Britiain's 5.2m low-paid workers include many of the 760,000 retail sales assistants employed in UK shops.
Employers say many receive other benefits such as discounts, while critics says 'in work' benefits paid for by the taxpayer to up minimum wage to a 'living wage' should be paid for by the employer.
The national minimum wage will increase by 20p an hour to £6.70 from October 2015.
The changes will benefit more than 1.4 million workers.
The hourly rate for younger workers will also rise, and for apprentices it will go up by 20 per cent - or 57p - to £3.30 an hour.
The rates were recommended by the Low Pay Commission.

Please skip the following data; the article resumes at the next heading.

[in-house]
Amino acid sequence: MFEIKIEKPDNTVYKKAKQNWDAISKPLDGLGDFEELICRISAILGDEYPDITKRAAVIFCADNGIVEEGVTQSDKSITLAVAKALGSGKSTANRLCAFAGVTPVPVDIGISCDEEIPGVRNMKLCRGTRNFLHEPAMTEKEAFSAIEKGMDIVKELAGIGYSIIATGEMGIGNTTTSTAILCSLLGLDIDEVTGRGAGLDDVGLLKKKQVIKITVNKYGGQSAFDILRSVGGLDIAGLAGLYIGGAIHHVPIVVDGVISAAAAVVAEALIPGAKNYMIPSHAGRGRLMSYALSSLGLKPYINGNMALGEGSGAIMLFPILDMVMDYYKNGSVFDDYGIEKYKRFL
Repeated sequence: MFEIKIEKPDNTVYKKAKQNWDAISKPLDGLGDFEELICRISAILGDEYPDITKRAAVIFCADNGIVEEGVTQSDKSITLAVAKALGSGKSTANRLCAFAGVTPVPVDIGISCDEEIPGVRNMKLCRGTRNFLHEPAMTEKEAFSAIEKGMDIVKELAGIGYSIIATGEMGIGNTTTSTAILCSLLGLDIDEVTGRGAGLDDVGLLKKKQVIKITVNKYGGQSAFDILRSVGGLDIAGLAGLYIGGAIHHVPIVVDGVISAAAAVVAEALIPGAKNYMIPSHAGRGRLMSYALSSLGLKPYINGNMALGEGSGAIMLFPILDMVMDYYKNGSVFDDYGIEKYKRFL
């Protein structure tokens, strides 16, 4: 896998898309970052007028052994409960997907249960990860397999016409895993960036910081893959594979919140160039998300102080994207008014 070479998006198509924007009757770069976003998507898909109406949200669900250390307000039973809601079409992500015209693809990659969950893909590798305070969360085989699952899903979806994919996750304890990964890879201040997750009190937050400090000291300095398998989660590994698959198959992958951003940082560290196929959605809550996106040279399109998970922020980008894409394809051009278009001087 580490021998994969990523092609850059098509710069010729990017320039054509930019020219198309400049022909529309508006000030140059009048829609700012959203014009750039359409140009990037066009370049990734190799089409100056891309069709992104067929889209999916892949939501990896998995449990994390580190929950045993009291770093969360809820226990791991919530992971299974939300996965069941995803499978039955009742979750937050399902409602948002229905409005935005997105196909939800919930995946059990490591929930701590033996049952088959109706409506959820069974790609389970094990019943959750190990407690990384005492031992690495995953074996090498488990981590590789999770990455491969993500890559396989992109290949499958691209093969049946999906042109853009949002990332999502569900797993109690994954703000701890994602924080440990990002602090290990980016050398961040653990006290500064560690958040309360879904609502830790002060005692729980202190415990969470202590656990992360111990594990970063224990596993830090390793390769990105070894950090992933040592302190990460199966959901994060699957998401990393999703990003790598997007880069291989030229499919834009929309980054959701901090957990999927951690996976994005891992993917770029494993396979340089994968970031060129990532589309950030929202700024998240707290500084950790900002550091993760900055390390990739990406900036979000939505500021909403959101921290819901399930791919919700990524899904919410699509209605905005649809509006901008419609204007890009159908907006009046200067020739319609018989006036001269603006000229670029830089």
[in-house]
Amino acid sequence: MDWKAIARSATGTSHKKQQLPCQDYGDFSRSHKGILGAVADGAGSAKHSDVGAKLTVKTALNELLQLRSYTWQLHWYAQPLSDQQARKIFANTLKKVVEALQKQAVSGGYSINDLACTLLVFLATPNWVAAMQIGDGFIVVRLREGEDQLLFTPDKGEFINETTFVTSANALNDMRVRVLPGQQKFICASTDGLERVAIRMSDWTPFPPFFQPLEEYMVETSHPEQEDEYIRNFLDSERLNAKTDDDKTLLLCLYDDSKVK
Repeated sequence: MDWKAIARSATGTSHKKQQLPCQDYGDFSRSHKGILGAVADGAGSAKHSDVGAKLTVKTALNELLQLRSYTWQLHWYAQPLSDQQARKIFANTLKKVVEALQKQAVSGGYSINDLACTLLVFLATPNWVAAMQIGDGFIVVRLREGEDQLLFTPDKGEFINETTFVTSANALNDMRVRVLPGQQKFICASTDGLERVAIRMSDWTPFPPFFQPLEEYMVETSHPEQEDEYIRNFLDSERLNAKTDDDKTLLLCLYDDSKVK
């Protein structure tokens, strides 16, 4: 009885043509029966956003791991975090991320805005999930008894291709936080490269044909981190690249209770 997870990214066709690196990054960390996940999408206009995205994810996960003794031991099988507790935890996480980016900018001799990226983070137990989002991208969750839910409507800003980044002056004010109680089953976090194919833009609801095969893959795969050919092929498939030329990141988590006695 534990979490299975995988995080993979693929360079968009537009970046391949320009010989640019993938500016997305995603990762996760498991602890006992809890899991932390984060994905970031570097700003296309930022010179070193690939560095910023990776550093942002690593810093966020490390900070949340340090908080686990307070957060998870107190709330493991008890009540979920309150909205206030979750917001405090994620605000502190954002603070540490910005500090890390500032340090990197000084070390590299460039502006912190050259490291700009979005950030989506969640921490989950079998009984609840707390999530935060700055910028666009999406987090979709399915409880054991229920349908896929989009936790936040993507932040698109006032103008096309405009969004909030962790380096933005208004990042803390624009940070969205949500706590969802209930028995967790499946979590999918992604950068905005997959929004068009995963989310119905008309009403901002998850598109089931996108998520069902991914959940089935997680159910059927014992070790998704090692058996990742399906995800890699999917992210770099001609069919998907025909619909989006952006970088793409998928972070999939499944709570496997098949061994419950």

Labour leader Ed Miliband has promised in the Labour manifesto the minimum wage would rise to more than £8-an-hour by October 2019 under a Labour government.
Wylie said: "It's difficult to say the impact. There's a big difference between 10p an hour and £1 an hour extra, and there's regional variations and market rates.
"One one level, if you want quality staff you have to have a reason for them to join and if you're at the bottom of the pay scale and you can get more money cleaning toilets then it's difficult.
"Members have different views but my personal view is I'm not sure there is as big an impact as everyone thinks. If you make the minimum wage the living wage then the living wage will go up."